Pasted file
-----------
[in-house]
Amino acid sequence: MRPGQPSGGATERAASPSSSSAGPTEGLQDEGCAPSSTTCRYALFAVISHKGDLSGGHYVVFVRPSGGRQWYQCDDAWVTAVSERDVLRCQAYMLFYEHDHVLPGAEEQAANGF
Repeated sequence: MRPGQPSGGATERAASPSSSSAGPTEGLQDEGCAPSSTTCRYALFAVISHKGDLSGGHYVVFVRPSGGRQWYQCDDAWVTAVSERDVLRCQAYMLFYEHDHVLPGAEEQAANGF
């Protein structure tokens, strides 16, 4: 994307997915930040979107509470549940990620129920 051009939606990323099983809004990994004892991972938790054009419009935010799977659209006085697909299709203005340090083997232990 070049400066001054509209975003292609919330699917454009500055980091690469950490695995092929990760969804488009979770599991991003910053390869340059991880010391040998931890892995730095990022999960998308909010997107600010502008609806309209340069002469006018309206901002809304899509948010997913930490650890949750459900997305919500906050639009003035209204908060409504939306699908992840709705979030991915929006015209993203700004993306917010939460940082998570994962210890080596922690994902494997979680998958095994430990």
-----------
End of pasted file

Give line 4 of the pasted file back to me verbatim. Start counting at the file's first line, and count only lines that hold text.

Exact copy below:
């Protein structure tokens, strides 16, 4: 994307997915930040979107509470549940990620129920 051009939606990323099983809004990994004892991972938790054009419009935010799977659209006085697909299709203005340090083997232990 070049400066001054509209975003292609919330699917454009500055980091690469950490695995092929990760969804488009979770599991991003910053390869340059991880010391040998931890892995730095990022999960998308909010997107600010502008609806309209340069002469006018309206901002809304899509948010997913930490650890949750459900997305919500906050639009003035209204908060409504939306699908992840709705979030991915929006015209993203700004993306917010939460940082998570994962210890080596922690994902494997979680998958095994430990």